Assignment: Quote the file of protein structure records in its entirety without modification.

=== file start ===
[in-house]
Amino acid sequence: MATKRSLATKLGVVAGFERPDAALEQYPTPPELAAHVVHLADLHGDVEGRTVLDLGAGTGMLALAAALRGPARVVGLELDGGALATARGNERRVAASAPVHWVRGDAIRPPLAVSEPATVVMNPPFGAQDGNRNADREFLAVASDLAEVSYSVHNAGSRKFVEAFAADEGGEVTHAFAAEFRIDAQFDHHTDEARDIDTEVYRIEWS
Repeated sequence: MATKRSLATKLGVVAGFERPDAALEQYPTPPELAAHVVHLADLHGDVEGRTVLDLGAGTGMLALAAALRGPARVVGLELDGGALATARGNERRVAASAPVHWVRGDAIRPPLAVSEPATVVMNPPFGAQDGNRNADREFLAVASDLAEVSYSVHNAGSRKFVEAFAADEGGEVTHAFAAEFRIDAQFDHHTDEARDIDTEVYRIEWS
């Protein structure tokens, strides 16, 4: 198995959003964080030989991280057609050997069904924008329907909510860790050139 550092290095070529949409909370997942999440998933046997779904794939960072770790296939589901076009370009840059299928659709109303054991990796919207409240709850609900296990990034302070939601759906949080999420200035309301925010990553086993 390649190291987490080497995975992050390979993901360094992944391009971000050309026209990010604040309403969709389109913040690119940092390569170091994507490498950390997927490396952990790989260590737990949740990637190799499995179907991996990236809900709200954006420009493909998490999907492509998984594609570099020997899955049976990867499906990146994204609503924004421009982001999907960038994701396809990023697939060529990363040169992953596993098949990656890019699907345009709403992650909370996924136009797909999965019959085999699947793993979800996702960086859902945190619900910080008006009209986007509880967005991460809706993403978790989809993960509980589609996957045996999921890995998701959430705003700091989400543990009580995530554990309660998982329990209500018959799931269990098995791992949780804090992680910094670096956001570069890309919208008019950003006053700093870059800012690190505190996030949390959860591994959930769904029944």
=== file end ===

[in-house]
Amino acid sequence: MATKRSLATKLGVVAGFERPDAALEQYPTPPELAAHVVHLADLHGDVEGRTVLDLGAGTGMLALAAALRGPARVVGLELDGGALATARGNERRVAASAPVHWVRGDAIRPPLAVSEPATVVMNPPFGAQDGNRNADREFLAVASDLAEVSYSVHNAGSRKFVEAFAADEGGEVTHAFAAEFRIDAQFDHHTDEARDIDTEVYRIEWS
Repeated sequence: MATKRSLATKLGVVAGFERPDAALEQYPTPPELAAHVVHLADLHGDVEGRTVLDLGAGTGMLALAAALRGPARVVGLELDGGALATARGNERRVAASAPVHWVRGDAIRPPLAVSEPATVVMNPPFGAQDGNRNADREFLAVASDLAEVSYSVHNAGSRKFVEAFAADEGGEVTHAFAAEFRIDAQFDHHTDEARDIDTEVYRIEWS
């Protein structure tokens, strides 16, 4: 198995959003964080030989991280057609050997069904924008329907909510860790050139 550092290095070529949409909370997942999440998933046997779904794939960072770790296939589901076009370009840059299928659709109303054991990796919207409240709850609900296990990034302070939601759906949080999420200035309301925010990553086993 390649190291987490080497995975992050390979993901360094992944391009971000050309026209990010604040309403969709389109913040690119940092390569170091994507490498950390997927490396952990790989260590737990949740990637190799499995179907991996990236809900709200954006420009493909998490999907492509998984594609570099020997899955049976990867499906990146994204609503924004421009982001999907960038994701396809990023697939060529990363040169992953596993098949990656890019699907345009709403992650909370996924136009797909999965019959085999699947793993979800996702960086859902945190619900910080008006009209986007509880967005991460809706993403978790989809993960509980589609996957045996999921890995998701959430705003700091989400543990009580995530554990309660998982329990209500018959799931269990098995791992949780804090992680910094670096956001570069890309919208008019950003006053700093870059800012690190505190996030949390959860591994959930769904029944």